not after what happened to the twin towers."

Most of Europe's terror-practicing groups rose amid the
radical chic and student protests of the late 1960s, when
the continent was divided by the Cold War. Germany's Red
Army Faction, Italy's Red Brigades and Greece's November 17
kidnapped, assassinated and bombed as they dreamed of
Marxist revolution and the collapse of NATO.

Because they lacked any popular base, these small groups
proved vulnerable to leaders' arrests. Once the Warsaw Pact
collapsed, they disintegrated or lost their direction.

Fred Halliday, a human rights professor at the London
School of Economics, said the end of the Cold War
undermined virtually all of Europe's paramilitary
movements; the IRA, for instance, received Warsaw Pact
weaponry through Libya and claimed to be fighting to create
a socialist republic.

Halliday cited several factors that drove the IRA, then
ETA, toward peace long before al Qaeda appeared. He said
the IRA's Sinn Fein party was deeply influenced by the
African National Congress' renunciation of "armed struggle"
in the early 1990s. Then Sinn Fein jumped at the chance, in
1994, to enter mainstream politics with crucial
encouragement from former U.S. President Bill Clinton. ETA,
in turn, sought to emulate Sinn Fein's truce-for-talks

But he said the IRA's and ETA's long road to peace
illustrated how long it would take to come to terms with al
Qaeda as well as Hamas, the militant Palestinian movement.
He said it was inevitable that, someday, the West would end
up negotiating with the political descendants of both

"The IRA and ETA must have realized 10, 20 years before
their cease-fires that their war wasn't going anywhere. It
took their leaders that long to shift their movement
towards reality," Halliday said. "How long will it take al
Qaeda and Hamas to travel the same journey? It's

Copyright 2006 The Associated Press. All rights
reserved.This material may not be published, broadcast,
rewritten, or redistributed.


FF And PDs 'A Disgrace' To 1916, Says Sargent

Green Party leader Trevor Sargent has described Fianna Fáil
and the Progressive Democrats as "a disgrace" to the men
and women of 1916 and the principles they fought for.

Speaking at the launch of his party's annual conference in
Kilkenny yesterday evening, Mr Sargent said the
Government's current policies had created a very unequal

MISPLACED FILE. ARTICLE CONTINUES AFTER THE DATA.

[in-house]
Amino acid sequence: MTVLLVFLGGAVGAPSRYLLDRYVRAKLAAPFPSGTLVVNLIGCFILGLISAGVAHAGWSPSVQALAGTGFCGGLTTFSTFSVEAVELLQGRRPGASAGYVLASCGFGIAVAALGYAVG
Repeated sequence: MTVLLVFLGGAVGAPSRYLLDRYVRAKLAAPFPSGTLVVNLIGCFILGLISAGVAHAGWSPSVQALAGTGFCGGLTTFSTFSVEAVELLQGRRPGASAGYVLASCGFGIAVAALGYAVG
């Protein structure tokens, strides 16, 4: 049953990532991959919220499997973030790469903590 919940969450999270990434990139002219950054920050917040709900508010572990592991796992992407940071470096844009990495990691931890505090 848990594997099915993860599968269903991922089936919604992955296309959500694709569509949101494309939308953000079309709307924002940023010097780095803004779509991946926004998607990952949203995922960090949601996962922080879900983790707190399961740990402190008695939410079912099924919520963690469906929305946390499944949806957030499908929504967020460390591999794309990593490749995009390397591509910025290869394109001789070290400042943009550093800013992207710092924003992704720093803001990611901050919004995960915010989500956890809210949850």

and divided society in Ireland.

"Maybe Frank Dunlop, the former Fianna Fáil government
press secretary, understands what makes this Government
tick more than most," he said.

"He told the Mahon tribunal . . . that when a crooked
Fianna Fáil politician was bought, he stayed bought."

He said: "When you see who dines in the Fianna Fáil tent at
the Galway Races, it is clear that this Government is well
bought by those who benefit most from Irish society being
more divided and vulnerable than ever."

Speaking in advance of the planned official celebrations
next month to mark the Rising's 90th anniversary, Mr
Sargent said the two Government parties were "a disgrace to
the men and women of 1916 and the principles of sovereignty
and equality for which they died".

(c) The Irish Times/


Irish Stock Exchange Closes At Record High

(c) 2006 The Associated Press

DUBLIN, Ireland - Ireland's bank-heavy stock market, long
among the strongest performers in Europe, ended the week
Friday above the 8,000-mark for the first time, the latest
in a string of highs.

The Irish Stock Exchange closed 68.75 points higher, or
0.86 percent, at 8,044.55. Among the main gainers were
Allied Irish Banks, up 1.3 percent; Bank of Ireland, up 1.4
percent; and Anglo Irish Bank, up 1.1 percent.

Shares on the Irish Stock Exchange have more than tripled
in value since the Dublin market became independent in
December 1995 from the London Stock Exchange. The gains
have been driven by Ireland's European Union-leading
economic growth and its property boom, which creates heavy
demand for banking services.